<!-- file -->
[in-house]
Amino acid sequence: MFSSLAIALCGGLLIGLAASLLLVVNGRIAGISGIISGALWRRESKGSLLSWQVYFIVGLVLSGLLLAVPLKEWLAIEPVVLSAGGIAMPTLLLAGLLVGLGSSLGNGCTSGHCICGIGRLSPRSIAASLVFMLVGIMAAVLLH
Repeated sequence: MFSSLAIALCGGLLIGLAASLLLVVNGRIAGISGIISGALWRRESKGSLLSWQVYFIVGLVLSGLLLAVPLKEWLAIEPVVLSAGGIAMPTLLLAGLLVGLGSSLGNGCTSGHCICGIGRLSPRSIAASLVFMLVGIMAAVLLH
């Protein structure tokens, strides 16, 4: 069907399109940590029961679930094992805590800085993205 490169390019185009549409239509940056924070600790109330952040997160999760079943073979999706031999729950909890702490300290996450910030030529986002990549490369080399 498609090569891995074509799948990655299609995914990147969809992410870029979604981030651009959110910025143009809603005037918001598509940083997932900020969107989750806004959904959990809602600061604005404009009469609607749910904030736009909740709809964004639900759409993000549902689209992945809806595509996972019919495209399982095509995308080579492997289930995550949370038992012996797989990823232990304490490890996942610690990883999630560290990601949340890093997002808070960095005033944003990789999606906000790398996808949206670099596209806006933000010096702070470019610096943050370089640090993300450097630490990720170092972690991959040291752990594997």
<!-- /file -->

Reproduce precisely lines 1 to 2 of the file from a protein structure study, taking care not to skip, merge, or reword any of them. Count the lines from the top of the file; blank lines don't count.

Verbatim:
[in-house]
Amino acid sequence: MFSSLAIALCGGLLIGLAASLLLVVNGRIAGISGIISGALWRRESKGSLLSWQVYFIVGLVLSGLLLAVPLKEWLAIEPVVLSAGGIAMPTLLLAGLLVGLGSSLGNGCTSGHCICGIGRLSPRSIAASLVFMLVGIMAAVLLH